In a week following after the declaration of India’s Telangana Board XII Class result on 18 April 2019, 22 students committed suicide. Similar news keeps coming as soon as the Board Exam results are declared across the States’ Boards in India and beyond. As per the National Crime Records Bureau, every hour a student commits suicide in India and on an average 45 farmers commit suicide every day. Many celebrities, successful businessmen, politicians and bureaucrats keep making headlines every now and then for suicide related news.

The World Health Organization (WHO) estimates that each year approximately one million people die from suicide, which represents a global mortality rate of 16 people per 100,000, or one death every 40 seconds. It is predicted that by 2020 the rate of death will increase to one every 20 seconds.  It is further reported that in the last 45 years suicide rates have increased by 60% worldwide. Suicide is now among the three leading causes of death among those aged 15-44 (male and female). Suicide attempts are up to 20 times more frequent than completed suicides. Mental health disorders (particularly depression and substance abuse) are associated with more than 90% of all cases of suicide.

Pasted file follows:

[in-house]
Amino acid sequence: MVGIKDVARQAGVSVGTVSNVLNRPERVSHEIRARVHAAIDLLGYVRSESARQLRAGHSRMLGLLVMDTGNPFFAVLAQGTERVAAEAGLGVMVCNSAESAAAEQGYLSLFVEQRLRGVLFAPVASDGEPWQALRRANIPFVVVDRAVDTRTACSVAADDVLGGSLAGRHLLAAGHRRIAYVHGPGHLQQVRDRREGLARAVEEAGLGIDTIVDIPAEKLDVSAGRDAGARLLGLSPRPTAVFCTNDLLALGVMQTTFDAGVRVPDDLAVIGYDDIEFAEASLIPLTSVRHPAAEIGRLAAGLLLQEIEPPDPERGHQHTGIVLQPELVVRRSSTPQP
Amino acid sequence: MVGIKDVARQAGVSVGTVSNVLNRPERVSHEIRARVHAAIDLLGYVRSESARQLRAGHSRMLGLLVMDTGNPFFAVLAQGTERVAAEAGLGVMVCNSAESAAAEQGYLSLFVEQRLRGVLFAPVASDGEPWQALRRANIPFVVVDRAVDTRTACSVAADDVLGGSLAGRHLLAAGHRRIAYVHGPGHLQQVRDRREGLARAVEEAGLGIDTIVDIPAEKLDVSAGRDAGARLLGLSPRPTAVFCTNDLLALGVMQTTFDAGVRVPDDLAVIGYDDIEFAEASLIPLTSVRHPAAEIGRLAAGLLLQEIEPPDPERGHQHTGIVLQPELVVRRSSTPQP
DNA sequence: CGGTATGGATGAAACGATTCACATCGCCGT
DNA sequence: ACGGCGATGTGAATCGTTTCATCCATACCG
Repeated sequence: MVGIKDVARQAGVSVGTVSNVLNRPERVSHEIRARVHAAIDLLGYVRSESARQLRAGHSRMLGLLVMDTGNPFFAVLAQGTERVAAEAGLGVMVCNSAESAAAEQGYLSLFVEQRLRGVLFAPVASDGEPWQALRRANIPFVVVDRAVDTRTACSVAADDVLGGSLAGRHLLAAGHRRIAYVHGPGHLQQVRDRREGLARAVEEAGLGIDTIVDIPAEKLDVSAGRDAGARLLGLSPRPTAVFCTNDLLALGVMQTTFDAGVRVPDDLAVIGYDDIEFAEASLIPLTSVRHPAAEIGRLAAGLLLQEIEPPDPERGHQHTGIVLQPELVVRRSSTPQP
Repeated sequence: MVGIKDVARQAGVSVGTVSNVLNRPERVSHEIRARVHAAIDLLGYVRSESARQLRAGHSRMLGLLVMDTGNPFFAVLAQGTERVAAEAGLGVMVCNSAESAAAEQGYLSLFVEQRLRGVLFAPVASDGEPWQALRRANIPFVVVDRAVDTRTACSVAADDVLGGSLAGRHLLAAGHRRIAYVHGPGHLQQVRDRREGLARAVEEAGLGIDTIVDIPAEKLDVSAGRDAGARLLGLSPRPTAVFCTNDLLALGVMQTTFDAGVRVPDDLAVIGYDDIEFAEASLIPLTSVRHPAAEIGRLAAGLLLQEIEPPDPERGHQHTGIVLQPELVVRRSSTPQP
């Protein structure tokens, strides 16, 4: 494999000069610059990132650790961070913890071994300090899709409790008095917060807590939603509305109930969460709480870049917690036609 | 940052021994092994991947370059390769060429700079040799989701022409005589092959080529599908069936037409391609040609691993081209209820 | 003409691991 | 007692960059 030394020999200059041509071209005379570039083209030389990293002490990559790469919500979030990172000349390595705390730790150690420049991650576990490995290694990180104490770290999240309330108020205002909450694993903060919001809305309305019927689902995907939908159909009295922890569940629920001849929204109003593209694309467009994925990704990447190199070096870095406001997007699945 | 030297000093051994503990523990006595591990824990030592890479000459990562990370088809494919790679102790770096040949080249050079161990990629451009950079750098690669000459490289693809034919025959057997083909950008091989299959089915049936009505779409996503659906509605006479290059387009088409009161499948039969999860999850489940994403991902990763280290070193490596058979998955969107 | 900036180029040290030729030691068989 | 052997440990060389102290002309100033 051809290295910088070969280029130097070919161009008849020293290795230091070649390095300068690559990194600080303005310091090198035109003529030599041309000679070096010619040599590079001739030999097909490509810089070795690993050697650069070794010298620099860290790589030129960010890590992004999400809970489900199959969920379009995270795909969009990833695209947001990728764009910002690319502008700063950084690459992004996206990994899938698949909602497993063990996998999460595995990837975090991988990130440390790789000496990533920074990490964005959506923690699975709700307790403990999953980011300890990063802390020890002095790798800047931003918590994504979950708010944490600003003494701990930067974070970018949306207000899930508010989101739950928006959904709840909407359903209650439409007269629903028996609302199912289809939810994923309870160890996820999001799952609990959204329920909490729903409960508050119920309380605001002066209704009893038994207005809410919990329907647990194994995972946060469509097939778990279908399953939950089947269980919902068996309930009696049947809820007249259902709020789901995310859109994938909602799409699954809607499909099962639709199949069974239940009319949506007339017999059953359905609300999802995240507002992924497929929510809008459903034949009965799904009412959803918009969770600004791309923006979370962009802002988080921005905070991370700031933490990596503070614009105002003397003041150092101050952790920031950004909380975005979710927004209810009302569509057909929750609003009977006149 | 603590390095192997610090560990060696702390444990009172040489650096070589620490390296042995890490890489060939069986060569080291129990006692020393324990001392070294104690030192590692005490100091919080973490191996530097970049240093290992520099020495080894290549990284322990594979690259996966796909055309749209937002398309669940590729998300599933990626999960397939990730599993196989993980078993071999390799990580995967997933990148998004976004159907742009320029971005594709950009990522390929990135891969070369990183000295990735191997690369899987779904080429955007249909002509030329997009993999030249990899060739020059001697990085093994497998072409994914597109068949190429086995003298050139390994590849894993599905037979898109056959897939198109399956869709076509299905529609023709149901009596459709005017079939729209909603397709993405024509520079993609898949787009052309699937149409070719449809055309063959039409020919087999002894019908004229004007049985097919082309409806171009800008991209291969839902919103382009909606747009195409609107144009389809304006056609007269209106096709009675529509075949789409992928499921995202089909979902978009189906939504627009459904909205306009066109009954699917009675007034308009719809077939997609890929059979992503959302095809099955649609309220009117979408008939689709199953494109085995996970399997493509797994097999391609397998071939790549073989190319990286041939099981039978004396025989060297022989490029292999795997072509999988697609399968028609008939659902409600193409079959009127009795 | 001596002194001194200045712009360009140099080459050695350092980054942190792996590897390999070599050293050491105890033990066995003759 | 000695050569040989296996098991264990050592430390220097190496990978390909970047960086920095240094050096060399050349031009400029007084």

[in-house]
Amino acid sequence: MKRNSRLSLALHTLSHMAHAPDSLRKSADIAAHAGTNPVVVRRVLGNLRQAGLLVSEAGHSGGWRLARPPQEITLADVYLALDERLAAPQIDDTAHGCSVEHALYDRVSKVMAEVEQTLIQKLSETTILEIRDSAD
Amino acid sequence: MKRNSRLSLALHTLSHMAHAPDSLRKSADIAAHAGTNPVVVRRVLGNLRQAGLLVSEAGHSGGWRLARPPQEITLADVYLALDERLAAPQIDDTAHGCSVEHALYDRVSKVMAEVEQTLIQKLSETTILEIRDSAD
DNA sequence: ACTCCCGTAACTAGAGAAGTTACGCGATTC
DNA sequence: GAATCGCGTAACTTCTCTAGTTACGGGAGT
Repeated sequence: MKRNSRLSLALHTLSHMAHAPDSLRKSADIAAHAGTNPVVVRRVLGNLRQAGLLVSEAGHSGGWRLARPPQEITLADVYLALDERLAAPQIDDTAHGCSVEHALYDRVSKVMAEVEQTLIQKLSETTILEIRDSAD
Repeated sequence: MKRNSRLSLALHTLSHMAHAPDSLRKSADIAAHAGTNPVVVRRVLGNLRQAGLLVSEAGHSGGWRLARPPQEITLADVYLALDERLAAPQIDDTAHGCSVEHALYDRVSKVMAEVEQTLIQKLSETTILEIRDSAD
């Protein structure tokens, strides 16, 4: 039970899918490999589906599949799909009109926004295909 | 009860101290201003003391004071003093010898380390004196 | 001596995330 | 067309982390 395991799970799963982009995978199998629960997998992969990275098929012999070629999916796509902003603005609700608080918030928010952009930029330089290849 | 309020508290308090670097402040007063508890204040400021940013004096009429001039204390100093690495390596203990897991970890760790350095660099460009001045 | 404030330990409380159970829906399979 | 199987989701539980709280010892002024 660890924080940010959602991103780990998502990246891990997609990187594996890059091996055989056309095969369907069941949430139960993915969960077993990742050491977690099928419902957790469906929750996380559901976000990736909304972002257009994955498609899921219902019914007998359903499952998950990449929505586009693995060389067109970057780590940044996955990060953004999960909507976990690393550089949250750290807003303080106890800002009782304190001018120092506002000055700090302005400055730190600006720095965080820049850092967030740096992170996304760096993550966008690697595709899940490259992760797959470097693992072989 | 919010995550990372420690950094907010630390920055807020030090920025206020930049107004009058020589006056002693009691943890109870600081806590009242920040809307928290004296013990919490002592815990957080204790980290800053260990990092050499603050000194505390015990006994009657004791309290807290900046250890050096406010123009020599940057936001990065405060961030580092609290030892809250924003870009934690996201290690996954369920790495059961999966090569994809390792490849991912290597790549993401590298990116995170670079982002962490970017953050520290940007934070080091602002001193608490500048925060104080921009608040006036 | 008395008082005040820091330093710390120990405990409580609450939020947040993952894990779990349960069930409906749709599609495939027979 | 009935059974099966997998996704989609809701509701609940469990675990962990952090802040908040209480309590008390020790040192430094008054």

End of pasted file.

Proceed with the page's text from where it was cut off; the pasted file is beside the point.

However, suicide results from many complex socio-cultural factors and is more likely to occur during a period of distress. The reasons for suicide varies from failure in exams, marital discord, dowry related issues, love affairs, unemployment, financial bankruptcy, among many others. In high income countries suicide is multiple times more than gun-related homicides.